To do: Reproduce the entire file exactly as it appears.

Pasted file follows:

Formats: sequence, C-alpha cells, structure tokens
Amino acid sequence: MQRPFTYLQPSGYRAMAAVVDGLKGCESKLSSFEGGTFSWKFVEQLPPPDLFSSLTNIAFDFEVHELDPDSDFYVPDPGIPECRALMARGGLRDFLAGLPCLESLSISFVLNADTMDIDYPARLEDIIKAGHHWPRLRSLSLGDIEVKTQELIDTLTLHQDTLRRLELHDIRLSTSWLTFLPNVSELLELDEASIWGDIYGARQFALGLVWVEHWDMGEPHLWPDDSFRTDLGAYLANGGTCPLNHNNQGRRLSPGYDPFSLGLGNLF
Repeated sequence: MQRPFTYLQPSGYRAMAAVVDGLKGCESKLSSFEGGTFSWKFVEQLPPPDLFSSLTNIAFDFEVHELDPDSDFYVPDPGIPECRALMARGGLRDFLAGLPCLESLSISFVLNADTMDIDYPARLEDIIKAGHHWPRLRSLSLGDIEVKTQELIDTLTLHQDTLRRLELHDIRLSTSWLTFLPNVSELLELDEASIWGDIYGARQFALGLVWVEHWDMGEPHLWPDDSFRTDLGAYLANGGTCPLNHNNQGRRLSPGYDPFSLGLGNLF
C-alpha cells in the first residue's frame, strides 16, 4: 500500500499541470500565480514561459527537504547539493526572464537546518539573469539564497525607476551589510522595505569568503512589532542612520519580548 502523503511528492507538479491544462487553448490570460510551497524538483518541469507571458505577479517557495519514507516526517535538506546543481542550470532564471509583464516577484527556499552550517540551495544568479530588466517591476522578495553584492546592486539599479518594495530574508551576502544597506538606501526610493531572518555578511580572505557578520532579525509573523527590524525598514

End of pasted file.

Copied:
Formats: sequence, C-alpha cells, structure tokens
Amino acid sequence: MQRPFTYLQPSGYRAMAAVVDGLKGCESKLSSFEGGTFSWKFVEQLPPPDLFSSLTNIAFDFEVHELDPDSDFYVPDPGIPECRALMARGGLRDFLAGLPCLESLSISFVLNADTMDIDYPARLEDIIKAGHHWPRLRSLSLGDIEVKTQELIDTLTLHQDTLRRLELHDIRLSTSWLTFLPNVSELLELDEASIWGDIYGARQFALGLVWVEHWDMGEPHLWPDDSFRTDLGAYLANGGTCPLNHNNQGRRLSPGYDPFSLGLGNLF
Repeated sequence: MQRPFTYLQPSGYRAMAAVVDGLKGCESKLSSFEGGTFSWKFVEQLPPPDLFSSLTNIAFDFEVHELDPDSDFYVPDPGIPECRALMARGGLRDFLAGLPCLESLSISFVLNADTMDIDYPARLEDIIKAGHHWPRLRSLSLGDIEVKTQELIDTLTLHQDTLRRLELHDIRLSTSWLTFLPNVSELLELDEASIWGDIYGARQFALGLVWVEHWDMGEPHLWPDDSFRTDLGAYLANGGTCPLNHNNQGRRLSPGYDPFSLGLGNLF
C-alpha cells in the first residue's frame, strides 16, 4: 500500500499541470500565480514561459527537504547539493526572464537546518539573469539564497525607476551589510522595505569568503512589532542612520519580548 502523503511528492507538479491544462487553448490570460510551497524538483518541469507571458505577479517557495519514507516526517535538506546543481542550470532564471509583464516577484527556499552550517540551495544568479530588466517591476522578495553584492546592486539599479518594495530574508551576502544597506538606501526610493531572518555578511580572505557578520532579525509573523527590524525598514